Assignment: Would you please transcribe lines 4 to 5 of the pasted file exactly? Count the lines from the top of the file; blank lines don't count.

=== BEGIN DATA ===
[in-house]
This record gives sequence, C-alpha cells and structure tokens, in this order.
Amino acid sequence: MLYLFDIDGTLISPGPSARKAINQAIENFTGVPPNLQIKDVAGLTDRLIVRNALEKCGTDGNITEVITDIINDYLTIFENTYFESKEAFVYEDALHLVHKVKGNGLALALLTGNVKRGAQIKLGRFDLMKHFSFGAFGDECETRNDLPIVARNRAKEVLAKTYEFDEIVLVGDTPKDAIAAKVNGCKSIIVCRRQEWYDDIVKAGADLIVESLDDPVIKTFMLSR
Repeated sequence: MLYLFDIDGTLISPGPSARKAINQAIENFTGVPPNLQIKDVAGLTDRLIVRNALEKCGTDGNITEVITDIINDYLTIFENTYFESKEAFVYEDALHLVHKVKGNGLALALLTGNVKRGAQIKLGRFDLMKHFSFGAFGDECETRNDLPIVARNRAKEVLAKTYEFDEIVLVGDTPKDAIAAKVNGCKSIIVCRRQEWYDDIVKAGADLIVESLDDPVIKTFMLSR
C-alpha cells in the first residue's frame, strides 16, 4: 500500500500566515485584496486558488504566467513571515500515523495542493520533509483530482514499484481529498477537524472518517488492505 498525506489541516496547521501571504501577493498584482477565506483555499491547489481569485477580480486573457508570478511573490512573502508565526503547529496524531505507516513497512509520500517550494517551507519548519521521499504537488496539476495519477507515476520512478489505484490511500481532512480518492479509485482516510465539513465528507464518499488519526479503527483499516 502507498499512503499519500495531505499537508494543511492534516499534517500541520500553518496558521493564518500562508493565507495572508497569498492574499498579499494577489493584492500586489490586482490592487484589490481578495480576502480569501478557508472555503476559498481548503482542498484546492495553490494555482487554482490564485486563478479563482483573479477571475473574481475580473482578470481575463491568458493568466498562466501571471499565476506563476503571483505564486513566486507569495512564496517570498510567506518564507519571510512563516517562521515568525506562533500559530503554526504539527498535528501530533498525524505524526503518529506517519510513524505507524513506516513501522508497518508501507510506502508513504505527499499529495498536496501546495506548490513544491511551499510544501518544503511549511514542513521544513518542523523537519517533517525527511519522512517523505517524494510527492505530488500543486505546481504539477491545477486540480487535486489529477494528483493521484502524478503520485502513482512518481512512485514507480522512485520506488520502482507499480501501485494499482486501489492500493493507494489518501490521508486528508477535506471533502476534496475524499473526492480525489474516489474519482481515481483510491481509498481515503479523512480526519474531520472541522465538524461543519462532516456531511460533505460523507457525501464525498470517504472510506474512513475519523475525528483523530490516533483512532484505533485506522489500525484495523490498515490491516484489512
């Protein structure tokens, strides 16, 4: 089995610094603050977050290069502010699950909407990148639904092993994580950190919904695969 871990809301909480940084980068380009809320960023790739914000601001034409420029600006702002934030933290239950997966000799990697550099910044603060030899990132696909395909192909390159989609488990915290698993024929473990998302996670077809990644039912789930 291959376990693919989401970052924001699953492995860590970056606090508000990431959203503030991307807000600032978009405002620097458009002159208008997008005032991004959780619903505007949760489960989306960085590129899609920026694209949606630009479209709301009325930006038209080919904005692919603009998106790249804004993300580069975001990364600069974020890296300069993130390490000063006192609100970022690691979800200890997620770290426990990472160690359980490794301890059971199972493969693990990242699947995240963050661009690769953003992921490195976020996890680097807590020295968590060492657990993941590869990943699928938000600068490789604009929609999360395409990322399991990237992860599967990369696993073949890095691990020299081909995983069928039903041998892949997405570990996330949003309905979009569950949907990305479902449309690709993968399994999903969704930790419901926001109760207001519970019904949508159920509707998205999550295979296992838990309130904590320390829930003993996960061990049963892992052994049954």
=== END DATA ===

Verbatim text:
Repeated sequence: MLYLFDIDGTLISPGPSARKAINQAIENFTGVPPNLQIKDVAGLTDRLIVRNALEKCGTDGNITEVITDIINDYLTIFENTYFESKEAFVYEDALHLVHKVKGNGLALALLTGNVKRGAQIKLGRFDLMKHFSFGAFGDECETRNDLPIVARNRAKEVLAKTYEFDEIVLVGDTPKDAIAAKVNGCKSIIVCRRQEWYDDIVKAGADLIVESLDDPVIKTFMLSR
C-alpha cells in the first residue's frame, strides 16, 4: 500500500500566515485584496486558488504566467513571515500515523495542493520533509483530482514499484481529498477537524472518517488492505 498525506489541516496547521501571504501577493498584482477565506483555499491547489481569485477580480486573457508570478511573490512573502508565526503547529496524531505507516513497512509520500517550494517551507519548519521521499504537488496539476495519477507515476520512478489505484490511500481532512480518492479509485482516510465539513465528507464518499488519526479503527483499516 502507498499512503499519500495531505499537508494543511492534516499534517500541520500553518496558521493564518500562508493565507495572508497569498492574499498579499494577489493584492500586489490586482490592487484589490481578495480576502480569501478557508472555503476559498481548503482542498484546492495553490494555482487554482490564485486563478479563482483573479477571475473574481475580473482578470481575463491568458493568466498562466501571471499565476506563476503571483505564486513566486507569495512564496517570498510567506518564507519571510512563516517562521515568525506562533500559530503554526504539527498535528501530533498525524505524526503518529506517519510513524505507524513506516513501522508497518508501507510506502508513504505527499499529495498536496501546495506548490513544491511551499510544501518544503511549511514542513521544513518542523523537519517533517525527511519522512517523505517524494510527492505530488500543486505546481504539477491545477486540480487535486489529477494528483493521484502524478503520485502513482512518481512512485514507480522512485520506488520502482507499480501501485494499482486501489492500493493507494489518501490521508486528508477535506471533502476534496475524499473526492480525489474516489474519482481515481483510491481509498481515503479523512480526519474531520472541522465538524461543519462532516456531511460533505460523507457525501464525498470517504472510506474512513475519523475525528483523530490516533483512532484505533485506522489500525484495523490498515490491516484489512